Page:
This Juneteenth, We Celebrate Black Resilience

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Juneteenth is more than a commemoration of Black freedom — an ideal that came with many caveats in the United States.  More truthfully, it’s a celebration of our determination to thrive in defiance of slavery’s echoes on our social institutions and the legacy of harm it continues to exact on our communities.

Kainaan Jones, 9, poses on

Kainaan Jones, 9, poses on “Black Towns Matter,” which is painted on a street, on June 19, 2020 in Houston, Texas.

Go Nakamura / Getty Images

Since the inaugural Juneteenth in Texas in 1866, Black communities have contended with rigged institutions that sacrifice their health for profit. In environmental reporting, the phrase “predominantly Black” is invariably followed by appalling stories of toxic exposure and virtually nonexistent enforcement of public health laws. Black neighborhoods are disproportionately chosen to house polluting factories and oil refineries, and the residents pay for those decisions in higher rates of cancer, kidney disease, and asthma. It’s a story as old as Jim Crow, but it’s not the only story to tell.

Across the nation, people are reclaiming Black spaces as equally deserving of a healthy environment and protection under the law. Below are stories of some of the communities that Earthjustice is fighting alongside, taking polluters to court and supporting our clients as they reimagine their communities as places where people can breathe clean air, drink clean water, and flourish in their environments.

About a thousand people marched two miles up Michigan Avenue in the Detroit March for Justice in October 2015.

About a thousand people marched two miles up Michigan Avenue in the Detroit March for Justice in October 2015.

Michigan Community Stops Trump Administration Power Grab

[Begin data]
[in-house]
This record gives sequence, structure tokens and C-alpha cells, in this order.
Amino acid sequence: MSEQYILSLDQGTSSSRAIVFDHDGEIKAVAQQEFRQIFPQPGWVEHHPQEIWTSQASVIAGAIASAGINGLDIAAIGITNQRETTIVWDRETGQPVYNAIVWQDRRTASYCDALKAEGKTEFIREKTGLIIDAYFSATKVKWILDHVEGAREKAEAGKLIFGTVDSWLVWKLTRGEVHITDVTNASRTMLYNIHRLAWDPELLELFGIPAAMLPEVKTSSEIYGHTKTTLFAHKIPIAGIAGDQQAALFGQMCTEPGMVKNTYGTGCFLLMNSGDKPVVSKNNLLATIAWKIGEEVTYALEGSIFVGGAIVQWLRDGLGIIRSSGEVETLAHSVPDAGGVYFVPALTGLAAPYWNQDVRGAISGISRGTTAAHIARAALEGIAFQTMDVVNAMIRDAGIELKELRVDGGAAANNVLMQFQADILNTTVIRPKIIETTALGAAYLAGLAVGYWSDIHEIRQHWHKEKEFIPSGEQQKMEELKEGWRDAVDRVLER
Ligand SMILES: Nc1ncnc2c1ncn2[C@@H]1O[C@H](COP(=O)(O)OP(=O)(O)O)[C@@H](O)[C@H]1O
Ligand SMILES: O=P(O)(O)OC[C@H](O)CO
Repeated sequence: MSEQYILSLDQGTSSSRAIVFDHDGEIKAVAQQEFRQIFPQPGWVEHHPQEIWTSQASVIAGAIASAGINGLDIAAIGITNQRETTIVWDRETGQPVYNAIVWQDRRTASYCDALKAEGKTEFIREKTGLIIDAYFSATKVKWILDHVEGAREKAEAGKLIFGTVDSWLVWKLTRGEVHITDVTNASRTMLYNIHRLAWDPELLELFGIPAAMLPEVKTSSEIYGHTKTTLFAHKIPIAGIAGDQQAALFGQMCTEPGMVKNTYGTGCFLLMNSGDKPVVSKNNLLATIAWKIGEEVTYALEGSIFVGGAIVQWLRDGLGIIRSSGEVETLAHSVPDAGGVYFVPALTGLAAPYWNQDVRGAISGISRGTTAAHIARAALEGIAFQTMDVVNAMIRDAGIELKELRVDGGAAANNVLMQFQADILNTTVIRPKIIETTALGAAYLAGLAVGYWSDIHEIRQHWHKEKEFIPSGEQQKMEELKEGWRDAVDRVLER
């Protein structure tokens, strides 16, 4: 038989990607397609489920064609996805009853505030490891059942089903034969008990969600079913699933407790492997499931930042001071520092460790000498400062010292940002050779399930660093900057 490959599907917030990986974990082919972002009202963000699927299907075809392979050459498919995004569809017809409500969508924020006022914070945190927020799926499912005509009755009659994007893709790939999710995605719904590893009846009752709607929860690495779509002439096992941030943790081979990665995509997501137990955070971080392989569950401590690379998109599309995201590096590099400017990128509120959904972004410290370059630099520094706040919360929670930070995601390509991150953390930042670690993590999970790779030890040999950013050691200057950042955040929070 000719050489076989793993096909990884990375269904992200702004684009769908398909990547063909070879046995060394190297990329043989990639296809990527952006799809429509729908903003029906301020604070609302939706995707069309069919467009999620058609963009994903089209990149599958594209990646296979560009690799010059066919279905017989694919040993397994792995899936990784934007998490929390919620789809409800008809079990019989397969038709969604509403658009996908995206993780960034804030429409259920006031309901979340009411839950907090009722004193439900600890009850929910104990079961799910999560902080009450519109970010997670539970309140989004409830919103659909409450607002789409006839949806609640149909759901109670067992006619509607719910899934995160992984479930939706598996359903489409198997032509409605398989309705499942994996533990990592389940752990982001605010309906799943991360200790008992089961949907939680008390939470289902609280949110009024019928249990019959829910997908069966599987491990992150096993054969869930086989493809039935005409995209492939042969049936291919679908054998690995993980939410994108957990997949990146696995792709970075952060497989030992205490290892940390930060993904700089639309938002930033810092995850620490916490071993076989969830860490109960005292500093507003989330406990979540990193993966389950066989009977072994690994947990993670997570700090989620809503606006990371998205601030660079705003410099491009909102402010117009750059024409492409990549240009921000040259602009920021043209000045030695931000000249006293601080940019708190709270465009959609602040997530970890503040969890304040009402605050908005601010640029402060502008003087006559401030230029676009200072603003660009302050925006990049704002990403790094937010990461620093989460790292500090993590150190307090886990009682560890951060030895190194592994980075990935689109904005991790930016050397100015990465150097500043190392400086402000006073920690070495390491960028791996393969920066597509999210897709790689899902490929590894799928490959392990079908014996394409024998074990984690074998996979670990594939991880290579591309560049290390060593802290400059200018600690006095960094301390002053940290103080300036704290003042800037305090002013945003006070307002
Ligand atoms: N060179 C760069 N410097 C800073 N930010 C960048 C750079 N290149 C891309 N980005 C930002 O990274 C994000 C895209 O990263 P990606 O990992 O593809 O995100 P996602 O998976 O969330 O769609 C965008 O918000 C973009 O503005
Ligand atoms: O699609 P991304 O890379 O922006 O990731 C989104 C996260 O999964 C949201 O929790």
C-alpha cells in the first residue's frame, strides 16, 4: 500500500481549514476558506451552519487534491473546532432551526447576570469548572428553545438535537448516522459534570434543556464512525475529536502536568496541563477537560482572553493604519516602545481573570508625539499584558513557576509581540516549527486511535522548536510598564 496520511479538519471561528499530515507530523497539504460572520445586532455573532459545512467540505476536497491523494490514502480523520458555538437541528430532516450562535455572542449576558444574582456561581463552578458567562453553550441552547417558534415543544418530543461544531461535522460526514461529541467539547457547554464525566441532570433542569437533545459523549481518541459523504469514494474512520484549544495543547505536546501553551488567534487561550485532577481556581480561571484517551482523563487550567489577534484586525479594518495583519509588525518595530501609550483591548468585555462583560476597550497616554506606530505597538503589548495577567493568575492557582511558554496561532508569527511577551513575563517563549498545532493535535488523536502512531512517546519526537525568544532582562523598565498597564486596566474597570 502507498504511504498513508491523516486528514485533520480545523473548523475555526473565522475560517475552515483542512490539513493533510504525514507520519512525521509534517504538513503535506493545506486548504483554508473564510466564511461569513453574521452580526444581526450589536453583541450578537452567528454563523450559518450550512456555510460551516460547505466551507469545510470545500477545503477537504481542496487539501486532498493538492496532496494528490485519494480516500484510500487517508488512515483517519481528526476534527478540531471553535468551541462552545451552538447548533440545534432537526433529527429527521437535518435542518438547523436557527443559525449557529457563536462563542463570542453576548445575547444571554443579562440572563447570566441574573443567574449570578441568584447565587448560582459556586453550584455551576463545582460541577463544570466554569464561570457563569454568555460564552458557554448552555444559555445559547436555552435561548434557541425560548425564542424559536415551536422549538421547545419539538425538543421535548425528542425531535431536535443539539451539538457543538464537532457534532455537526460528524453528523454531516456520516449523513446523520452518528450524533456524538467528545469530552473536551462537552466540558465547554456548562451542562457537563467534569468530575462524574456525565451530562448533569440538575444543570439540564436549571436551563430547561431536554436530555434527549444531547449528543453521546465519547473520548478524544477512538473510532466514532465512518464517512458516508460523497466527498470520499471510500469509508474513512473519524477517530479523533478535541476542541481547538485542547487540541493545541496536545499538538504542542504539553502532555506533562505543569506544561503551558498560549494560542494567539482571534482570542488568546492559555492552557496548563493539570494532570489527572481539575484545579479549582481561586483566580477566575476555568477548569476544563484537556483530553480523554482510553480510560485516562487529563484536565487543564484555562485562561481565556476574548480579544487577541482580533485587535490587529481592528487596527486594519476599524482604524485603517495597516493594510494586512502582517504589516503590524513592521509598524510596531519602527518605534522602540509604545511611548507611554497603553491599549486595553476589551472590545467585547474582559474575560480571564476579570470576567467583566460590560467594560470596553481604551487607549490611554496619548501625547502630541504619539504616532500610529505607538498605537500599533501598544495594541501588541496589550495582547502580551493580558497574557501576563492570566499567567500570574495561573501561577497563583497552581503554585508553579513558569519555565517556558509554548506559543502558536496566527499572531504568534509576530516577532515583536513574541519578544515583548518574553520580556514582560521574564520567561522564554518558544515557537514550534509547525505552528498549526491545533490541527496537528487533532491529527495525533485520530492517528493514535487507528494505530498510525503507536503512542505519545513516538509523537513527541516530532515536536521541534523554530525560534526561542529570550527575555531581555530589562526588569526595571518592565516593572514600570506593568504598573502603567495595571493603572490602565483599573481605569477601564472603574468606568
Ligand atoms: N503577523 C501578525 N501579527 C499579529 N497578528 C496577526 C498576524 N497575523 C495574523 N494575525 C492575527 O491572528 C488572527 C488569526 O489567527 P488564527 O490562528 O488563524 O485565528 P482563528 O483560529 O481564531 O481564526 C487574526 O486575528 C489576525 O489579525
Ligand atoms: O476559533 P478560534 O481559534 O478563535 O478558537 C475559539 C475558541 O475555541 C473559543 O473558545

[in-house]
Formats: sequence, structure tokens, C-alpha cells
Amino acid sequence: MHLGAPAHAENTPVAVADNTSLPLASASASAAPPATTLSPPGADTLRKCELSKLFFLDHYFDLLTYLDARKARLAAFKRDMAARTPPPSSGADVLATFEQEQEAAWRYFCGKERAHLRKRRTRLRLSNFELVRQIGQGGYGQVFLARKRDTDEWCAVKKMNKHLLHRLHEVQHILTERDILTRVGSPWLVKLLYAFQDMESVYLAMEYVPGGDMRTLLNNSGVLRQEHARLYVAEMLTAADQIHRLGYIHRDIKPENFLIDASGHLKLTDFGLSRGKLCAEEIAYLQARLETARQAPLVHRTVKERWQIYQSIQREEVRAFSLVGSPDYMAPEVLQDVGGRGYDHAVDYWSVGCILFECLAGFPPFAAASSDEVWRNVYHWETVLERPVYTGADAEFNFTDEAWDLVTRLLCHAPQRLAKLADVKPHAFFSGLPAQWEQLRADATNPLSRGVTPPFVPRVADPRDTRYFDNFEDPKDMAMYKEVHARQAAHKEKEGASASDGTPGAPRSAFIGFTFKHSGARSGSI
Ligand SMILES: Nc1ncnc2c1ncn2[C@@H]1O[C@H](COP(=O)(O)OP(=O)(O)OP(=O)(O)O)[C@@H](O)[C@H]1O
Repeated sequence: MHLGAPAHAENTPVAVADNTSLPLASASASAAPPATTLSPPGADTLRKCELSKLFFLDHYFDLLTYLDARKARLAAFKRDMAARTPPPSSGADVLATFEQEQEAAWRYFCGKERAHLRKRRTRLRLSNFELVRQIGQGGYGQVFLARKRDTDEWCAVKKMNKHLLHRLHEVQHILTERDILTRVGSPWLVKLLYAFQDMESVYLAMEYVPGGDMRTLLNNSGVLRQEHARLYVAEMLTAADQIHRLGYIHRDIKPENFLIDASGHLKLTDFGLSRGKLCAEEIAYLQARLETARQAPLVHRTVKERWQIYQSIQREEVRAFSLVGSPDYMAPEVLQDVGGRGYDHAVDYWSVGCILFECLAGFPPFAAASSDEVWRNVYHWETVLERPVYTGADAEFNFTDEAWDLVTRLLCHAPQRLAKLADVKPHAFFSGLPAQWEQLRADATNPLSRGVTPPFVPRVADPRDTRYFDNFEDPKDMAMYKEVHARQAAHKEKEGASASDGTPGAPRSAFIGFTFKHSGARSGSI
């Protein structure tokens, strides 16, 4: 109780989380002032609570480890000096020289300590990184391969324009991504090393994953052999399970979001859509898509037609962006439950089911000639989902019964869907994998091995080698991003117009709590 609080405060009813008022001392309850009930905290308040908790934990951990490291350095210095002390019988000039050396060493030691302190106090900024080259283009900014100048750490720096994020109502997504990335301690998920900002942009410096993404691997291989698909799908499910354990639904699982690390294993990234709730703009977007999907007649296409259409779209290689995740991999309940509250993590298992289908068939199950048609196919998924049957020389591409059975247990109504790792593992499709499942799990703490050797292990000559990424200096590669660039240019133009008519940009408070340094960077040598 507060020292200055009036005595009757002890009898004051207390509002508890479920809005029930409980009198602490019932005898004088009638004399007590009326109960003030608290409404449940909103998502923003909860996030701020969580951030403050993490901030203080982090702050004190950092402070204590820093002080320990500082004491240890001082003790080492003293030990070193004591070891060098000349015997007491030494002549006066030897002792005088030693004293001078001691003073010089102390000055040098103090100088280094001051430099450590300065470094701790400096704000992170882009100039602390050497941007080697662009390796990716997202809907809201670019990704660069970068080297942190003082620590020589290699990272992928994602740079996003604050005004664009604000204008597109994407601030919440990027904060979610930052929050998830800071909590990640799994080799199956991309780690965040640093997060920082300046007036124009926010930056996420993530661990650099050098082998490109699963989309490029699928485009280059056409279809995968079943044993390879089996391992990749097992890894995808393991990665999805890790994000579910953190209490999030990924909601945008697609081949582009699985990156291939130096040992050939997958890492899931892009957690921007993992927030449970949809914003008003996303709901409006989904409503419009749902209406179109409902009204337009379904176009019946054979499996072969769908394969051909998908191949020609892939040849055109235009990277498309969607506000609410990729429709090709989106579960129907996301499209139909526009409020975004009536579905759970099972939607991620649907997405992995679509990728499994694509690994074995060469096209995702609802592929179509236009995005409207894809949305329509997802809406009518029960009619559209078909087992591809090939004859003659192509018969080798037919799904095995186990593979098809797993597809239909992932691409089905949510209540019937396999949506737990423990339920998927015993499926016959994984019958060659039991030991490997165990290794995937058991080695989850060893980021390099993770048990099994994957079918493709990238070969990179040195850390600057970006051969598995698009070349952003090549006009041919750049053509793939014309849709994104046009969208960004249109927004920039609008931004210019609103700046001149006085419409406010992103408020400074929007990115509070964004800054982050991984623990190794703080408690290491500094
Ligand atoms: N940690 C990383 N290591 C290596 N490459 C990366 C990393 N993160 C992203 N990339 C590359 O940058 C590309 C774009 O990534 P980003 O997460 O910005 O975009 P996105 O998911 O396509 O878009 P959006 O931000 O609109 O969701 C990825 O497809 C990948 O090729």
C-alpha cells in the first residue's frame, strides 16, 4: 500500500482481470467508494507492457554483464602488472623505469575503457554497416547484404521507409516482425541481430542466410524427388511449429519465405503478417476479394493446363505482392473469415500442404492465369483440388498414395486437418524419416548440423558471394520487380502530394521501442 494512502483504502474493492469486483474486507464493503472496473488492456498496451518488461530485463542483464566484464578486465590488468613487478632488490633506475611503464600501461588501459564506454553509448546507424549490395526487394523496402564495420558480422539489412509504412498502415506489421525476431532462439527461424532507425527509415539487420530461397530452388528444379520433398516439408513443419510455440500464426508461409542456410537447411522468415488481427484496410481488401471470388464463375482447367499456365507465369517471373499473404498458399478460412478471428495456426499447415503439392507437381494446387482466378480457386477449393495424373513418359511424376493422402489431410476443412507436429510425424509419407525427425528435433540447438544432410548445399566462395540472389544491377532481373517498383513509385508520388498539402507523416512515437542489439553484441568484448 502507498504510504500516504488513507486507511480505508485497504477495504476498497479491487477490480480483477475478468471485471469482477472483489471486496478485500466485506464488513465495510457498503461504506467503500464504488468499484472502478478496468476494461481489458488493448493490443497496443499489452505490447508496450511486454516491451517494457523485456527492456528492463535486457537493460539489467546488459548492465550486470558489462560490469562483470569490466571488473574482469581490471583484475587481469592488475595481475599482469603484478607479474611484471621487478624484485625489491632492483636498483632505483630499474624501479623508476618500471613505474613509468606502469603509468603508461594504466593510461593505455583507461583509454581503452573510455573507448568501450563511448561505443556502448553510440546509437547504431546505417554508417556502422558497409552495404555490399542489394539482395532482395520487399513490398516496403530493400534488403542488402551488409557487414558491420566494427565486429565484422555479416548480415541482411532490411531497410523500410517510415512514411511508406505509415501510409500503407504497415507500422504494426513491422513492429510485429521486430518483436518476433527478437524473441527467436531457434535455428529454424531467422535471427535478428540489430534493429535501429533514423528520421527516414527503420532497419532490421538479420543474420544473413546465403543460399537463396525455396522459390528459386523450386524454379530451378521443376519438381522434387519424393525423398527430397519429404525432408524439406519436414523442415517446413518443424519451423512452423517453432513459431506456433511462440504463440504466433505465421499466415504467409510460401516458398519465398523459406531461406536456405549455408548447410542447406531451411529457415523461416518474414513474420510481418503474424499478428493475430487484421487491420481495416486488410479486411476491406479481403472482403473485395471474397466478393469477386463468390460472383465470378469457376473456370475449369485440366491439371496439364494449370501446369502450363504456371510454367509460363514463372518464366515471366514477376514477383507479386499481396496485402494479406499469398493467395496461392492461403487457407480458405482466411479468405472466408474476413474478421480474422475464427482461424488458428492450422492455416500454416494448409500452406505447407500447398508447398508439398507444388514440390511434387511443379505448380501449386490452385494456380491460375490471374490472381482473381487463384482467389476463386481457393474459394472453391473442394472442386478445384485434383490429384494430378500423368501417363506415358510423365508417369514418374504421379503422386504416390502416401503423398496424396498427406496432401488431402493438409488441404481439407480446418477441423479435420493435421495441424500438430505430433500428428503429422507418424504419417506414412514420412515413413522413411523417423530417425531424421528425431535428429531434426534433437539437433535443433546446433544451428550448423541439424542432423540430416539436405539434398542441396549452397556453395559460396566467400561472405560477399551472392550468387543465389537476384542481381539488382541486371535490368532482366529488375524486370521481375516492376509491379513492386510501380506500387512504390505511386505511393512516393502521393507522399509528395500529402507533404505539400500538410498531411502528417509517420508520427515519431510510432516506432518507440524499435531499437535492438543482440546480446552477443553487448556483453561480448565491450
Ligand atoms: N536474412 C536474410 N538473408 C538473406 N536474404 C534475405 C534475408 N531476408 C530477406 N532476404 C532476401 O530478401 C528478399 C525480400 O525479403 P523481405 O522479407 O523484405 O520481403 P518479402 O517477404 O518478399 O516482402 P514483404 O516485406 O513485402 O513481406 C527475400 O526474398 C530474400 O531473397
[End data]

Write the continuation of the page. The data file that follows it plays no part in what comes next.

Residents of River Rouge, a Detroit-area town, cheered when an energy company whose legacy of pollution dates back to the mid-1900s committed to closing its coal plants and offered $7.5 million in clean energy investments for the community. The ink had barely dried on the deal when the Trump administration tried to rip it up, citing that the community benefits went beyond what the government thought was appropriate.

This was a radical interpretation of the U.S. Constitution, and it would have set a dangerous precedent for the enforcement of environmental laws. Earthjustice challenged the administration’s meddling on behalf of the Sierra Club and in partnership with local community leaders. In the end, the courts sided with the people of River Rouge, delivering a hard-fought victory for environmental justice.

From left, RISE St. James members Myrtle Felton, Sharon Lavigne, Gail LeBoeuf and Rita Cooper conduct a live stream video on property owned by Formosa Plastics in St. James Parish, La., in 2020.

From left, RISE St. James members Myrtle Felton, Sharon Lavigne, Gail LeBoeuf and Rita Cooper conduct a live stream video on property owned by Formosa Plastics in St. James Parish, La., in 2020.

Louisiana Organizers Are Putting Big Oil on Blast

On the banks of the Mississippi River, coastal Louisiana communities are under siege with the highest concentration of polluting facilities anywhere in the country. The region, dubbed “Cancer Alley” for its high rates of cancer for residents, is at even greater risk of inescapable toxic exposure. If a massive, $9.4 billion petrochemical plant is approved for construction, locals would be forced to breathe chemical emissions equal to that of almost three million cars.

Earthjustice is representing community organization RISE St. James in this court battle. The organization’s founder, Sharon Lavigne, has gained international recognition for her group’s successful resistance of fossil fuels expansion in the region. With Lavigne’s grassroots leadership and Earthjustice’s legal expertise, Big Oil is officially on notice.

Fort Myers resident Crystal Johnson set up a makeshift emergency center in Hurricane Irma's wake after the government failed to provide adequate aid to her neighborhood.

Fort Myers resident Crystal Johnson set up a makeshift emergency center in Hurricane Irma’s wake after the government failed to provide adequate aid to her neighborhood.

Ana Latese for Earthjustice

Florida’s Waters Are Rising, But So Are Its People

After Hurricane Irma slammed into Florida in 2017, the community of Dunbar was left without power for twelve days, in stark contrast…



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